Carrier testing next phase for Project Loon

Feb 16, 2016, 2:56 PM EST
Project loon balloon. (Source: Doug Coldwell/flickr)
Project loon balloon. (Source: Doug Coldwell/flickr)
Alphabet, Google’s parent company, has said it has conducted initial tests of Project Loon over Sri Lanka in one of the most innovative attempts to deliver internet access on Earth right now.
As reviewed on Blouin News, Project Loon is the company’s initiative aimed at delivering high-speed internet using balloons. The project launched in 2012, and has slowly piqued interest around the world as it tests balloons. Working with telcos is the next chapter for Project Loon as its leaders look to partner with carriers and telcos in order to be functional in certain airspace, even as it continues to test different types of balloons and the technology needed to make wind-propelled, internet-carrying balloons a reality. The Wall Street Journal reports that the first of three balloons of a trial over Sri Lanka entered the country’s airspace on Monday, having launched initially in South America.
Head of Alphabet’s X branch Astro Teller wrote in a blog post on the company’s progress:
These days, with our latest balloon, here, we can navigate a two mile vertical stretch of sky and sail a balloon to within 500 meters of where we want it to go from 20,000 kilometers away. We still need to lower balloon costs, but last year a balloon made inexpensively went around the world 19 times over 187 days, so we’re going to keep going.
Today our balloons are doing pretty much everything we’d need a complete system to do. We’re now in commercial discussions with telcos around the world and we’ll be flying over places like Indonesia for real service testing this year.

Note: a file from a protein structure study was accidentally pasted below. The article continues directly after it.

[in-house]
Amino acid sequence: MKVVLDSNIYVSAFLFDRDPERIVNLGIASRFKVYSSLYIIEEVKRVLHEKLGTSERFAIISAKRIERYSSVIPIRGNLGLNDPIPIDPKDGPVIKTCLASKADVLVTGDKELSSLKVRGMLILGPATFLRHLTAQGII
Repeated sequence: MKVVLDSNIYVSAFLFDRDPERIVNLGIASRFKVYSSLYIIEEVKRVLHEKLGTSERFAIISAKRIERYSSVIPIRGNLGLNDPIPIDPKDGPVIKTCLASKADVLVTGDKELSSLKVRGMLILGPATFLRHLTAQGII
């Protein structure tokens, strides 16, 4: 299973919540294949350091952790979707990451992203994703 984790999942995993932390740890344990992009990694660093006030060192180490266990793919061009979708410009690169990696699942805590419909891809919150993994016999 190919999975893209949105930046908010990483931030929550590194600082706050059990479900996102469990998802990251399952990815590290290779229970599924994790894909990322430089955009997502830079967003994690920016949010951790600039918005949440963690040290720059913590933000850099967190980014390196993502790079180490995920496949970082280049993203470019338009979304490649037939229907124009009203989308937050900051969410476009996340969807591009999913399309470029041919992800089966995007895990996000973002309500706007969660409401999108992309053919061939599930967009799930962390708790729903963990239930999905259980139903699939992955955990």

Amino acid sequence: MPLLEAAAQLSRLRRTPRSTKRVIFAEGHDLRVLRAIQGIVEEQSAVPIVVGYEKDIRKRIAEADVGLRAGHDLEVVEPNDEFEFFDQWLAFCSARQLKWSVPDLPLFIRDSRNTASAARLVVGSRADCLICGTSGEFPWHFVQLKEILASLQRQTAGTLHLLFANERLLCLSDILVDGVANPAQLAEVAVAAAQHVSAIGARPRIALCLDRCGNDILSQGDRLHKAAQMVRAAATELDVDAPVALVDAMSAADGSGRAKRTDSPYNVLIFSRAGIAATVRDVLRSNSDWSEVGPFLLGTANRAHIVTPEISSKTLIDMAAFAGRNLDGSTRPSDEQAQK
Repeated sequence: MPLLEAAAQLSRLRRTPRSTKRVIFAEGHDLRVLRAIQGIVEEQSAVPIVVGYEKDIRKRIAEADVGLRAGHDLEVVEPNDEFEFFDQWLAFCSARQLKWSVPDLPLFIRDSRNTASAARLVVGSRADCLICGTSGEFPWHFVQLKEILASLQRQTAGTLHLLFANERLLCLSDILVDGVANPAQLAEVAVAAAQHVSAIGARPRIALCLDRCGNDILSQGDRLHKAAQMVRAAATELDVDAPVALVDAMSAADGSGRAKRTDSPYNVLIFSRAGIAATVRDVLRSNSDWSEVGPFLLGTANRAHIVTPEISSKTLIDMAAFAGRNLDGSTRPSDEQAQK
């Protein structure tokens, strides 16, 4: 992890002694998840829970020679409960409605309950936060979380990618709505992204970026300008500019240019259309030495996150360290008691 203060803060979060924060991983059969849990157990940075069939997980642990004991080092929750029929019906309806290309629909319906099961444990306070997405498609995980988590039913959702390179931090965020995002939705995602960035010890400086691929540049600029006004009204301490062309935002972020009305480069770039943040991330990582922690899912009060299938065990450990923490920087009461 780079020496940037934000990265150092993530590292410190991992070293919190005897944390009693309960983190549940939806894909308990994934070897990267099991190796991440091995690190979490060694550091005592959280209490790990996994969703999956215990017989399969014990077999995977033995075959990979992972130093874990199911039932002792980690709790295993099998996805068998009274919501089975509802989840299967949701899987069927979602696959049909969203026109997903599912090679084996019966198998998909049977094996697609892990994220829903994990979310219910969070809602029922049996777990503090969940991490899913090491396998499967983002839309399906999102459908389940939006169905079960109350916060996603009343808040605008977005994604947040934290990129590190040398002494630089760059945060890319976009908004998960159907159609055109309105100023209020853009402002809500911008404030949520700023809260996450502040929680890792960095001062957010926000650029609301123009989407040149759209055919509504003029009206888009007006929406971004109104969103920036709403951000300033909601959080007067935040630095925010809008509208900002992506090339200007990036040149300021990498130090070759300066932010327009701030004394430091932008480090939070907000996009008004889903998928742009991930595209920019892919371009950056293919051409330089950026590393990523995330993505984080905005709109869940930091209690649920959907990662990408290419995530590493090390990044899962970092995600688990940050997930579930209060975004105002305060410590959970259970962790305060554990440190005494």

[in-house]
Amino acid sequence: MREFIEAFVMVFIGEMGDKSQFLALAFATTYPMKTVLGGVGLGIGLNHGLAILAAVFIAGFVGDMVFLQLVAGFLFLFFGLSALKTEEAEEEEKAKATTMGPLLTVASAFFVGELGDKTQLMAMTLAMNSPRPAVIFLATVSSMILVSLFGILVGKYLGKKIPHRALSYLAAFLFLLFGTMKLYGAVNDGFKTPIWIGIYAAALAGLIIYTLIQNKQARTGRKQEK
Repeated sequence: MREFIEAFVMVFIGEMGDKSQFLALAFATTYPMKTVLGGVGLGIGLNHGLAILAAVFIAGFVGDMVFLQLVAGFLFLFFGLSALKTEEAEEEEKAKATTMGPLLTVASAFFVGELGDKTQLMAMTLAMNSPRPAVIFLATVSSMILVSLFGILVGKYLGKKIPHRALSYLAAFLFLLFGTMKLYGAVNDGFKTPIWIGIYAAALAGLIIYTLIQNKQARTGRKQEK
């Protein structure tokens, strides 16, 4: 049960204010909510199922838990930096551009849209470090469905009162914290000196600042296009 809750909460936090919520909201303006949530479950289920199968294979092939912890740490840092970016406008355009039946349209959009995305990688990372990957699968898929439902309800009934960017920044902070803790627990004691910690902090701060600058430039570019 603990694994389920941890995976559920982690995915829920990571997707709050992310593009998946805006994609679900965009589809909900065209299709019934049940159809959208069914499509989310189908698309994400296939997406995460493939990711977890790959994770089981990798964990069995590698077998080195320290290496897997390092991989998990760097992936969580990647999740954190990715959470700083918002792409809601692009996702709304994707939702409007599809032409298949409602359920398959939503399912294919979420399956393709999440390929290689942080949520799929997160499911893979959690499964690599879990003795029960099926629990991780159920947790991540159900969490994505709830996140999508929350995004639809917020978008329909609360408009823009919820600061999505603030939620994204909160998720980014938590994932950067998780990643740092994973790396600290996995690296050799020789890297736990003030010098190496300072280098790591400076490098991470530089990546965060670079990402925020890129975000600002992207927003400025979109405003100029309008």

Google (before Alphabet took over) was indeed expected to attempt operation with Project Loon over Indonesia this year; the company said it was teaming up with wireless carriers in preparation for testing the wind-propelled balloons. And even though Sri Lanka’s population is desperately in need of internet connections (the country has 20 million people, and only 3.3 million mobile data connections and 630,000 fixed line web subscribers) it is still a market foreign tech firms are eyeing. Indonesia is an up-and-coming player in tech thanks to its startup culture and its huge population (fourth largest in the world). And Sri Lanka is among the other Southeast Asian markets that the tech world sees as of potential value, should it be able to establish better internet connections.
But infrastructure is the key element missing as countries like Sri Lanka struggle to create internet connections in a world already light years ahead. And technology such as Project Loon bypasses these infrastructure needs. Over the past few years, it has become obvious that establishing legacy infrastructure in countries without it -- many of which are in Africa -- is not the most efficient way to distribute internet connectivity. But the question has remained "how to skip over infrastructure needs?". Project Loon addresses that question, and although it is still in its nascent stages, it has come much farther than observers initially thought it could when Google broached the idea. We will see how far carrier testing can go, and whether the project can go full steam ahead.